Madhudviṣa: ...one of our very dear friends, Raymond Lopez. He is a barrister and a visitor who has helped us out tremendously with some of the legal dealings that we've had here in Melbourne. And also this is Mr. Wally Strobes, he has also helped us out and given us good guidance. And this is Bob Bourne, he is a photographer who has... He has taken that nice picture of the Deities that I have brought to Māyāpur festival.
Prabhupāda: Oh, yes.
Madhudviṣa: Very nice. So he has taken many photographs for us. And we are particularly indebted to Wally and Raymond for giving us a lot of good guidance in our dealings with the police. And one time we had one incident about three years ago, when some of the boys were a little enthusiastic about Ratha-yātrā festival, and they went out and they picked many flowers illegally. So they were caught.
Prabhupāda: Illegally? Where? In the park?
Madhudviṣa: No. In one flower-growing nursery.
Madhudviṣa: So they were found out and caught. But Raymond was able to get them off free due to Kṛṣṇa's mercy. But it taught us a good lesson.
Raymond Lopez: Actually, I think they had the wrong people.
Prabhupāda: There was a great devotee in South India. He was a treasury officer. So he took money from the treasury and constructed very nice temple. (laughter) Yes. Later on, he was caught, and he was put into jail by the Nawab. At that time the Muhammadan king, Nawab, he saw in dream that two boys, very beautiful, they have come to the Nawab: "Sir, what money he has taken, you can take from me and release him." So the Nawab said, "If I get my money, I can release him." Then, when his dream broke, he saw the money on the floor, and nobody was there. Then he could understand that he is great devotee. He called him immediately, that "You are released, and you take this money also. Whatever you have already taken, that's all right. And now this money also you take. You spend as you like." So devotees sometimes do like that. Actually, nothing is private property. That is our philosophy. Īśāvāsyam idaṁ sarvam (ISO 1): "Everything belongs to God." That's a fact. Under the influence of māyā we are thinking that "This is my property." Just like suppose this cushion. Wherefrom the wood has come? Has anybody produced wood? Who has produced? It is God's property. Rather, we have stolen God's property and claiming, "My property." Then Australia. The Englishmen came here, but is that the property of the Englishmen? It was there. America, it was there. And when everything will be finished, it will be there. In the middle we come and claim, "It is my property," and fight. Is it not? You are a barrister, you can judge better.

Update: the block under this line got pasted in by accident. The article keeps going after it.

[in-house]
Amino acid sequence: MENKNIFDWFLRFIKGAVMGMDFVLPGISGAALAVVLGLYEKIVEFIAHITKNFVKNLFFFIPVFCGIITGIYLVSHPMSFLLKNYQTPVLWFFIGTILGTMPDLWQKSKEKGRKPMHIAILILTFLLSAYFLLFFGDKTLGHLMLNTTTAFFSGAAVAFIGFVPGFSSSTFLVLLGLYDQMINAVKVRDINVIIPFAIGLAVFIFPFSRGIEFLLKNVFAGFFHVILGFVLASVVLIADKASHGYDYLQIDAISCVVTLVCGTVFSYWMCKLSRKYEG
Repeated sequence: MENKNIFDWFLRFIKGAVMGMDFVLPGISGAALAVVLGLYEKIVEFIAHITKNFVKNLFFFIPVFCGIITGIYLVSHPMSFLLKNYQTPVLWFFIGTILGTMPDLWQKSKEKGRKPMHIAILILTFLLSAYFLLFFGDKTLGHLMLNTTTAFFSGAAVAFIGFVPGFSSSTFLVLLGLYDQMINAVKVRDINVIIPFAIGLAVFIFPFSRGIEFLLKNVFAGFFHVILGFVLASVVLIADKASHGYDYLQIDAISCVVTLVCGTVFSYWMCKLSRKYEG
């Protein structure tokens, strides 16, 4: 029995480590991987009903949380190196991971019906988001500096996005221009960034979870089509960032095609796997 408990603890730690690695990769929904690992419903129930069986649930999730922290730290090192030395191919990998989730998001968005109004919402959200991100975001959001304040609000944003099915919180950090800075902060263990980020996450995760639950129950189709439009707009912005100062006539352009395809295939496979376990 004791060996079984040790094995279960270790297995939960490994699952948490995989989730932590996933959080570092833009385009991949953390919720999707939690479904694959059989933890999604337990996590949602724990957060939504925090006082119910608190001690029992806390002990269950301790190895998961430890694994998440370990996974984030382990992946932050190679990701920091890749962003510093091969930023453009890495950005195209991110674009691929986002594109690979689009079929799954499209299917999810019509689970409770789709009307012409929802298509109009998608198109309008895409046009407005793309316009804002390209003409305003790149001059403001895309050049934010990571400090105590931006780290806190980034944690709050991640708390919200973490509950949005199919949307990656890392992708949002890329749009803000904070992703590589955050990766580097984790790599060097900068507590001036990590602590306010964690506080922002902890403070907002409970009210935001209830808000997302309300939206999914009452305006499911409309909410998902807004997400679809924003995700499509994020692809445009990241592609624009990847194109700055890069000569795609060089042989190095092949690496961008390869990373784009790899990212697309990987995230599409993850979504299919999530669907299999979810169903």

Wally Strobes: That was the argument he used.
Raymond Lopez: No, it was (indistinct). (laughter)
Prabhupāda: Originally, everything belongs to God. So why we are claiming, "It is my property"? Suppose you have come here. You sit down for one hour, two hours, and if you claim, "It is my property," is that very good judgment? You have come from outside, you are allowed to sit down here for two hours, and if you claim, "This is my property..." Similarly, we come here. We take birth either in America or in Australia or in India and remain for fifty, sixty or a hundred years, and why shall I claim, "It is my property"?